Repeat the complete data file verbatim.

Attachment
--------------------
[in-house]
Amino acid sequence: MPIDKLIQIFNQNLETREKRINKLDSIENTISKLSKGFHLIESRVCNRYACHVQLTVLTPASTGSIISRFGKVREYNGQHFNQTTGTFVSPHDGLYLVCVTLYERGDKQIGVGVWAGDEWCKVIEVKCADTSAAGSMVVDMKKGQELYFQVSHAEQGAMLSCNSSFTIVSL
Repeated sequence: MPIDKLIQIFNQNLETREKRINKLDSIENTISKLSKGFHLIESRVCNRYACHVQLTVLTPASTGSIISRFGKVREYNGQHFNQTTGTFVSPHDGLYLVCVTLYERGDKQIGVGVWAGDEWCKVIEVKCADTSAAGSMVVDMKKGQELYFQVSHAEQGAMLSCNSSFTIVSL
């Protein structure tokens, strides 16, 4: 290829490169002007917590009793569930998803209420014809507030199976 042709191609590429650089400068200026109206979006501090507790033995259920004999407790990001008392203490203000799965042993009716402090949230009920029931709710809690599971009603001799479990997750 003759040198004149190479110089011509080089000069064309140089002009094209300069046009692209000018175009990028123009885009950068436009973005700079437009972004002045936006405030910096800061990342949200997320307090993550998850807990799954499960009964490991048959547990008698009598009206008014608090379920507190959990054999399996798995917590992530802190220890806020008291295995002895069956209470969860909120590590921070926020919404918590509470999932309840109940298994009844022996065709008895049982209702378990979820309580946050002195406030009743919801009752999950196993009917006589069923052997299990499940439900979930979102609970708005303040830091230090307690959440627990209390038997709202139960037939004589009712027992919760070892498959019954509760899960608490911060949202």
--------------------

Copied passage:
[in-house]
Amino acid sequence: MPIDKLIQIFNQNLETREKRINKLDSIENTISKLSKGFHLIESRVCNRYACHVQLTVLTPASTGSIISRFGKVREYNGQHFNQTTGTFVSPHDGLYLVCVTLYERGDKQIGVGVWAGDEWCKVIEVKCADTSAAGSMVVDMKKGQELYFQVSHAEQGAMLSCNSSFTIVSL
Repeated sequence: MPIDKLIQIFNQNLETREKRINKLDSIENTISKLSKGFHLIESRVCNRYACHVQLTVLTPASTGSIISRFGKVREYNGQHFNQTTGTFVSPHDGLYLVCVTLYERGDKQIGVGVWAGDEWCKVIEVKCADTSAAGSMVVDMKKGQELYFQVSHAEQGAMLSCNSSFTIVSL
């Protein structure tokens, strides 16, 4: 290829490169002007917590009793569930998803209420014809507030199976 042709191609590429650089400068200026109206979006501090507790033995259920004999407790990001008392203490203000799965042993009716402090949230009920029931709710809690599971009603001799479990997750 003759040198004149190479110089011509080089000069064309140089002009094209300069046009692209000018175009990028123009885009950068436009973005700079437009972004002045936006405030910096800061990342949200997320307090993550998850807990799954499960009964490991048959547990008698009598009206008014608090379920507190959990054999399996798995917590992530802190220890806020008291295995002895069956209470969860909120590590921070926020919404918590509470999932309840109940298994009844022996065709008895049982209702378990979820309580946050002195406030009743919801009752999950196993009917006589069923052997299990499940439900979930979102609970708005303040830091230090307690959440627990209390038997709202139960037939004589009712027992919760070892498959019954509760899960608490911060949202």